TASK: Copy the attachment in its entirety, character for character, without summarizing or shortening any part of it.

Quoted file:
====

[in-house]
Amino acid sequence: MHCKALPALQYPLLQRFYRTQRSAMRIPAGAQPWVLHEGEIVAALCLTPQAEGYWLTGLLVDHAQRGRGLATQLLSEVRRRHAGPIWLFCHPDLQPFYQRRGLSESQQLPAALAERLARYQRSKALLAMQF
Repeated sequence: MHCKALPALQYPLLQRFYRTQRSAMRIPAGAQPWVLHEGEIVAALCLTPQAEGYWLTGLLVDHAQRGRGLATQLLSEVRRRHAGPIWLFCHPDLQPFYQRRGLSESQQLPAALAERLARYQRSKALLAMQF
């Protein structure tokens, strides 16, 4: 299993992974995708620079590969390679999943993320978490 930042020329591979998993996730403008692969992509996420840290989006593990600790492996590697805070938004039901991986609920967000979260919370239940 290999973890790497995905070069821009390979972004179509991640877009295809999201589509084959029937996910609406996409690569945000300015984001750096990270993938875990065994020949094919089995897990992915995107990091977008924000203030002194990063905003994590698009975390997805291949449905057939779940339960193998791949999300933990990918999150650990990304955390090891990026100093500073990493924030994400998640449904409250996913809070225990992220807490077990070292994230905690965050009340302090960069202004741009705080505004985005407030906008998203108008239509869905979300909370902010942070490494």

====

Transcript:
[in-house]
Amino acid sequence: MHCKALPALQYPLLQRFYRTQRSAMRIPAGAQPWVLHEGEIVAALCLTPQAEGYWLTGLLVDHAQRGRGLATQLLSEVRRRHAGPIWLFCHPDLQPFYQRRGLSESQQLPAALAERLARYQRSKALLAMQF
Repeated sequence: MHCKALPALQYPLLQRFYRTQRSAMRIPAGAQPWVLHEGEIVAALCLTPQAEGYWLTGLLVDHAQRGRGLATQLLSEVRRRHAGPIWLFCHPDLQPFYQRRGLSESQQLPAALAERLARYQRSKALLAMQF
């Protein structure tokens, strides 16, 4: 299993992974995708620079590969390679999943993320978490 930042020329591979998993996730403008692969992509996420840290989006593990600790492996590697805070938004039901991986609920967000979260919370239940 290999973890790497995905070069821009390979972004179509991640877009295809999201589509084959029937996910609406996409690569945000300015984001750096990270993938875990065994020949094919089995897990992915995107990091977008924000203030002194990063905003994590698009975390997805291949449905057939779940339960193998791949999300933990990918999150650990990304955390090891990026100093500073990493924030994400998640449904409250996913809070225990992220807490077990070292994230905690965050009340302090960069202004741009705080505004985005407030906008998203108008239509869905979300909370902010942070490494």